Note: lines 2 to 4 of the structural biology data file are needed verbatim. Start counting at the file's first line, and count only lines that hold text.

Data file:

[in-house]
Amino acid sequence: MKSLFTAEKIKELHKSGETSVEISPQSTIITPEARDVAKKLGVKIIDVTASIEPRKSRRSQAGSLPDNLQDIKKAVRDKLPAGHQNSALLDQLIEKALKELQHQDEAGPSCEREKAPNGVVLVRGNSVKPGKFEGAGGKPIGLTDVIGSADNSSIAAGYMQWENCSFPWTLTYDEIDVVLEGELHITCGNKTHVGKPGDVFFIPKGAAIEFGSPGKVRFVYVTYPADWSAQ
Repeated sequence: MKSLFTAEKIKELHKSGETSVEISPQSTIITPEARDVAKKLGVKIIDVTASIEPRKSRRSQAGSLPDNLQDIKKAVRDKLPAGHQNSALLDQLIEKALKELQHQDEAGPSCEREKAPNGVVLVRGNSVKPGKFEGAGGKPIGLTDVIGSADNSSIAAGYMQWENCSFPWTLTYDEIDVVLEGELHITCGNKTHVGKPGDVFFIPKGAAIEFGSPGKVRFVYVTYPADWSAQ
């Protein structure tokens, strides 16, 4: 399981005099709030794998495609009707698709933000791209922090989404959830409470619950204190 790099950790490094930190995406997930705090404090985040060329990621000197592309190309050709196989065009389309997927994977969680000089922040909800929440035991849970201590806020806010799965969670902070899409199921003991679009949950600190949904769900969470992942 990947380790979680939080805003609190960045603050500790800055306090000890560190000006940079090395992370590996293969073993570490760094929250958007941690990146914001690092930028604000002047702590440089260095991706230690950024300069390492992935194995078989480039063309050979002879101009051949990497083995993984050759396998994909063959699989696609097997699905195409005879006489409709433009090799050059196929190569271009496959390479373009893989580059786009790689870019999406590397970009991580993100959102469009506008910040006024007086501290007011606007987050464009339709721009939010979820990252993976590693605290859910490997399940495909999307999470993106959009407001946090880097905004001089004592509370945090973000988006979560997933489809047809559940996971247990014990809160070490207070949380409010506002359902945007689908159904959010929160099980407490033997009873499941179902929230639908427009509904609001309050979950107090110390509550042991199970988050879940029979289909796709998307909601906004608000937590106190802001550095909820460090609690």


Amino acid sequence: MKSLFTAEKIKELHKSGETSVEISPQSTIITPEARDVAKKLGVKIIDVTASIEPRKSRRSQAGSLPDNLQDIKKAVRDKLPAGHQNSALLDQLIEKALKELQHQDEAGPSCEREKAPNGVVLVRGNSVKPGKFEGAGGKPIGLTDVIGSADNSSIAAGYMQWENCSFPWTLTYDEIDVVLEGELHITCGNKTHVGKPGDVFFIPKGAAIEFGSPGKVRFVYVTYPADWSAQ
Repeated sequence: MKSLFTAEKIKELHKSGETSVEISPQSTIITPEARDVAKKLGVKIIDVTASIEPRKSRRSQAGSLPDNLQDIKKAVRDKLPAGHQNSALLDQLIEKALKELQHQDEAGPSCEREKAPNGVVLVRGNSVKPGKFEGAGGKPIGLTDVIGSADNSSIAAGYMQWENCSFPWTLTYDEIDVVLEGELHITCGNKTHVGKPGDVFFIPKGAAIEFGSPGKVRFVYVTYPADWSAQ
């Protein structure tokens, strides 16, 4: 399981005099709030794998495609009707698709933000791209922090989404959830409470619950204190 790099950790490094930190995406997930705090404090985040060329990621000197592309190309050709196989065009389309997927994977969680000089922040909800929440035991849970201590806020806010799965969670902070899409199921003991679009949950600190949904769900969470992942 990947380790979680939080805003609190960045603050500790800055306090000890560190000006940079090395992370590996293969073993570490760094929250958007941690990146914001690092930028604000002047702590440089260095991706230690950024300069390492992935194995078989480039063309050979002879101009051949990497083995993984050759396998994909063959699989696609097997699905195409005879006489409709433009090799050059196929190569271009496959390479373009893989580059786009790689870019999406590397970009991580993100959102469009506008910040006024007086501290007011606007987050464009339709721009939010979820990252993976590693605290859910490997399940495909999307999470993106959009407001946090880097905004001089004592509370945090973000988006979560997933489809047809559940996971247990014990809160070490207070949380409010506002359902945007689908159904959010929160099980407490033997009873499941179902929230639908427009509904609001309050979950107090110390509550042991199970988050879940029979289909796709998307909601906004608000937590106190802001550095909820460090609690």